¡Tocayo!

Nizo

Senior Member
Hi! I recently learned the Spanish word tocayo (masculine) / tocaya (feminine). While it can sometimes be translated into English as namesake, we don't use it the same way. I've heard both Mexicans and Colombians greet someone having the same name as them with ¡Hola, tocayo! If Juan is playing football with another guy named Juan, he might say, ¡Pásame la pelota, tocayo! In English, we never use namesake as a vocative. John would never say to another guy with the same name, Pass me the ball, namesake! So here's my question: What other languages have a word like tocayo—something that means "someone with the same name" used as a vocative? Thanks!
 
  • apmoy70

    Senior Member
    Greek
    In Greek we have the adjective «συνονόματος, -τη» [si.nɔˈnɔ.ma.tɔs] (masc.), [si.nɔˈnɔ.mati] (fem.) --> somebody with same name, namesake and we do use it in vocative.
    In fact, it happens my sister in law's name to be the feminine form of my own first name, so when we celebrate our name day we greet each other with many years, namesake! = «χρόνια πολλά, συνονόματε/-τη!» [ˈxrɔ.ɲa pɔˈla si.nɔˈnɔ.ma.te (masc. voc. sing.)]/[ˈxrɔ.ɲa pɔˈla si.nɔˈnɔ.ma.ti (fem. voc. sing.)].

    «Συνονόματος, -τη» [si.nɔˈnɔ.ma.tɔs] (masc.), [si.nɔˈnɔ.mati] (fem.) < Classical prefix & preposition «σύν» sún + Classical neut. noun «ὄνομα» ónŏmă + adjectival productive suffix «-τος» -tŏs
     

    Nizo

    Senior Member
    In Greek we have the adjective «συνονόματος, -τη» [si.nɔˈnɔ.ma.tɔs] (masc.), [si.nɔˈnɔ.mati] (fem.) --> somebody with same name, namesake and we do use it in vocative.
    In fact, it happens my sister in law's name to be the feminine form of my own first name, so when we celebrate our name day we greet each other with many years, namesake! = «χρόνια πολλά, συνονόματε/-τη!» [ˈxrɔ.ɲa pɔˈla si.nɔˈnɔ.ma.te (masc. voc. sing.)]/[ˈxrɔ.ɲa pɔˈla si.nɔˈnɔ.ma.ti (fem. voc. sing.)].

    «Συνονόματος, -τη» [si.nɔˈnɔ.ma.tɔs] (masc.), [si.nɔˈnɔ.mati] (fem.) < Classical prefix & preposition «σύν» sún + Classical neut. noun «ὄνομα» ónŏmă + adjectival productive suffix «-τος» -tŏs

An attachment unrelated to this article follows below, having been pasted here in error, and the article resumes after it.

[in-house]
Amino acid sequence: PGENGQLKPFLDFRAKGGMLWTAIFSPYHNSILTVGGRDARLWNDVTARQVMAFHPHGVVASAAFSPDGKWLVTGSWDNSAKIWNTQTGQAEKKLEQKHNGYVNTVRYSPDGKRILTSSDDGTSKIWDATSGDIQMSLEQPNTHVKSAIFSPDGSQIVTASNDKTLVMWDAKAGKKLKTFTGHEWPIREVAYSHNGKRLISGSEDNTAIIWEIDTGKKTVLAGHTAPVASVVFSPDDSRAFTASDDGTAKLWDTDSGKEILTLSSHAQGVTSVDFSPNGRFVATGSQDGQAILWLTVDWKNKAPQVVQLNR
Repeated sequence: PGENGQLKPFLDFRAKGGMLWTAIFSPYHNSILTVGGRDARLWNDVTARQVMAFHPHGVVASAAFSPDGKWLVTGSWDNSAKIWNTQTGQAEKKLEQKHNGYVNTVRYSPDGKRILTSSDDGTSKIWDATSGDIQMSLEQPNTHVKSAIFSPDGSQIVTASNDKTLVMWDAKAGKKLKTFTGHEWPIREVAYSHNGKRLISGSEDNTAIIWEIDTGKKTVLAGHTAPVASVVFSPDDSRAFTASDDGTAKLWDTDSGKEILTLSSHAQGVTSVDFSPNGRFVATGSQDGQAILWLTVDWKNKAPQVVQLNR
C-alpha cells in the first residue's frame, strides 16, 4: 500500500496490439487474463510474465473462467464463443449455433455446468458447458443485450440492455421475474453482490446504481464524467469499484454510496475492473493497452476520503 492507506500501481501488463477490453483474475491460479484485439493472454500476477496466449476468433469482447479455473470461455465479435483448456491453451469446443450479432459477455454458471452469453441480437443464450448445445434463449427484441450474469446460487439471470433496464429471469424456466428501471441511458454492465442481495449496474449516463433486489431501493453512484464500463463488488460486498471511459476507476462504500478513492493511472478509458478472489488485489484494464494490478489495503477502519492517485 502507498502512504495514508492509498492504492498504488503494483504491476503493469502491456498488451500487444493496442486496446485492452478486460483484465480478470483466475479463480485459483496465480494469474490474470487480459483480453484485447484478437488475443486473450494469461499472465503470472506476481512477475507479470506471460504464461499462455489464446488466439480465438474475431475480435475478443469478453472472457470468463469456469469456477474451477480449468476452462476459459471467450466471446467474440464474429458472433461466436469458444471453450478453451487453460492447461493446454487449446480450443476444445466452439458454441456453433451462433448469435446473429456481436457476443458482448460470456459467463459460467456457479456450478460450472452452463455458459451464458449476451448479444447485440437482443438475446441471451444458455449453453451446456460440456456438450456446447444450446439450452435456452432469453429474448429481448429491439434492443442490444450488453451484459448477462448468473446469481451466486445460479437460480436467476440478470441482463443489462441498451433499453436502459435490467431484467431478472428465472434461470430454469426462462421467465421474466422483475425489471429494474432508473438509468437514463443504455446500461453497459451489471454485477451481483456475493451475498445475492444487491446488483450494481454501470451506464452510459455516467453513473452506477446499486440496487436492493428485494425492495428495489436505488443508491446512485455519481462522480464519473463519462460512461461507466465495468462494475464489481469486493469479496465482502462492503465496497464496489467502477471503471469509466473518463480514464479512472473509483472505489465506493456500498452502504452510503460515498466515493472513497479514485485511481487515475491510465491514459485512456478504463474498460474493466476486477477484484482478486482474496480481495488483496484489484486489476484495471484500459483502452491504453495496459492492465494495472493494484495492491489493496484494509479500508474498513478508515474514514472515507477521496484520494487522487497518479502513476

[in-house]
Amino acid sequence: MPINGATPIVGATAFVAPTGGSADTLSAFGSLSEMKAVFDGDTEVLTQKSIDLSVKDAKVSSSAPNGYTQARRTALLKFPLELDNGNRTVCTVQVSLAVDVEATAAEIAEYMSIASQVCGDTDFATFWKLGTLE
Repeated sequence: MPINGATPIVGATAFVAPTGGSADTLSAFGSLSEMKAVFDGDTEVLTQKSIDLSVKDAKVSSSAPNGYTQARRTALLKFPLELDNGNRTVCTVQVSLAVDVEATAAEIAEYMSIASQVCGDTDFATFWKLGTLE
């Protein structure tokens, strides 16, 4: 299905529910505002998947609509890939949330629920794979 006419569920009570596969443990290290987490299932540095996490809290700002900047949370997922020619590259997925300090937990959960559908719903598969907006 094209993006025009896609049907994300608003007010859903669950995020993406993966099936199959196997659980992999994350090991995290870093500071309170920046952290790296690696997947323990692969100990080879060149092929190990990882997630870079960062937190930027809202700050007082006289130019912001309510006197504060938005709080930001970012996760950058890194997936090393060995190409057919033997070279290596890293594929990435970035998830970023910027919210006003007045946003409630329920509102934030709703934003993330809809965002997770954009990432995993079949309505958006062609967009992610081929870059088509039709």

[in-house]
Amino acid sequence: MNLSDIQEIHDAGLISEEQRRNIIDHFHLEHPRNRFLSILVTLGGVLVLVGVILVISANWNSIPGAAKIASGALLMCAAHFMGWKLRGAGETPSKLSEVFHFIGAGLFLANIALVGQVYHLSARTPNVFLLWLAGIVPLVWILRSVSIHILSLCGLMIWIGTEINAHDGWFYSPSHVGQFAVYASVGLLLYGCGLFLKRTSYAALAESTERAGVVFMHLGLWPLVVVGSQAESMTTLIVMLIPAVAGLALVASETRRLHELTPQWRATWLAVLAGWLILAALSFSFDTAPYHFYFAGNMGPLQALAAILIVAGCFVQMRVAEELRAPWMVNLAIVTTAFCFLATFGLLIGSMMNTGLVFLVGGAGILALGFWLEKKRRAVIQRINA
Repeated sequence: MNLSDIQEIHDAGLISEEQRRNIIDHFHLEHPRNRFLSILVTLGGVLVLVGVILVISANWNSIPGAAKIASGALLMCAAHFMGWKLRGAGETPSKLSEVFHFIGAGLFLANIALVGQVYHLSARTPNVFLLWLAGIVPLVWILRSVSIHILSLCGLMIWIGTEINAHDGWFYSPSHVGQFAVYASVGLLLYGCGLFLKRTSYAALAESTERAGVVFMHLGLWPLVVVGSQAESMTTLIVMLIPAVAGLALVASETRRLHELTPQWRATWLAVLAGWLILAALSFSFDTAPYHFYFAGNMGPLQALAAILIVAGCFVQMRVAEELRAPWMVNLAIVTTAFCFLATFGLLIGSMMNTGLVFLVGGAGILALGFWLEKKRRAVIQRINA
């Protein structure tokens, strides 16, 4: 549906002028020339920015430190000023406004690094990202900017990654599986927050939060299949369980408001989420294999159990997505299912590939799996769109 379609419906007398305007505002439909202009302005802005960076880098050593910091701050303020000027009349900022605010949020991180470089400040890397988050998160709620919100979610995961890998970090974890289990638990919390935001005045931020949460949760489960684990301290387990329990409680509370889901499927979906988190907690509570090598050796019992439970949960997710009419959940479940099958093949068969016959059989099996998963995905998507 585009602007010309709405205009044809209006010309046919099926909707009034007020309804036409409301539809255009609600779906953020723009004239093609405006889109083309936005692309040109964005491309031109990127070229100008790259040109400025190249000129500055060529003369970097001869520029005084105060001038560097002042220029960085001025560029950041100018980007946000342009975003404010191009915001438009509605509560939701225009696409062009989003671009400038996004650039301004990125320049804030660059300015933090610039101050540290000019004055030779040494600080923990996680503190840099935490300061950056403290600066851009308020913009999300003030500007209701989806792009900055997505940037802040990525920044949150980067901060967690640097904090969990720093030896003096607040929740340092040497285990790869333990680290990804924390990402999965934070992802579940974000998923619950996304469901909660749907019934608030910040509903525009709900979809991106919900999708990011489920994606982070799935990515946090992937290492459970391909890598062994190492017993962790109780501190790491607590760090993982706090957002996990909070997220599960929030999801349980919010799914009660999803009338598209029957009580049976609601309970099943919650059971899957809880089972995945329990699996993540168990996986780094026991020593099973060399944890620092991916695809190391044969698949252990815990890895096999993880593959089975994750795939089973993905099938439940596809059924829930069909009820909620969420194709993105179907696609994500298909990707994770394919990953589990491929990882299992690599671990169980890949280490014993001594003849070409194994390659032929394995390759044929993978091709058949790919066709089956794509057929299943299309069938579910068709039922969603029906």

Interesting, ευχαριστώ !
     

    Armas

    Senior Member
    Finnish
    Finnish: kaima, can be used as vocative. The word is an ancient borrowing from Proto-Baltic where it meant village (cognate of English "ham"). Estonian kaim means relative, tribesman, companion.
     

    KalAlbè

    Senior Member
    American English & Kreyòl Ayisyen
    In Portuguese: homônimo or tocaio.
    Brazilian Portuguese: Xará, which comes from the Tupi "sa rara" meaning namesake. Xará can also mean buddy or friend.

    Ele é meu xará. - He is my namesake.
    E aí, xará? Tudo joia? - Hey buddy. What's up?
     

    nimak

    Senior Member
    Macedonian
    In Serbian:
    imenjak (nominative); imenjače (vocative) - "namesake"

    Macedonian:
    • имењак (ímenjak) n. masc.; име "name" + -њак suffix = "namesake". Vocative: имењак (ímenjak), имењаку (iménjaku), имењаче (iménjače);
    • имењачка (iménjačka) n. fem. = "namesake". Vocative: имењачкe (iménjačke).
    There is another, more literary word, but it is almost never used in Vocative:
    • истоименик (istoímenik) n. masc.; исто "same" + име "name" + -ник suffix = "namesake";
    • истоименичка (istoiménička) n. fem. = "namesake".
     
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    Vukabular

    Senior Member
    Serbian
    имењак (ímenjak) masc.; име "name" + -њак suffix - "namesake". Vocative: имењак (ímenjak), имењаку (iménjaku), имењаче (iménjače);
    ime (Serbian) - "name"
    nime (Proto-Uralic) - "name"
    nimi (Finnish) - "name"...
     
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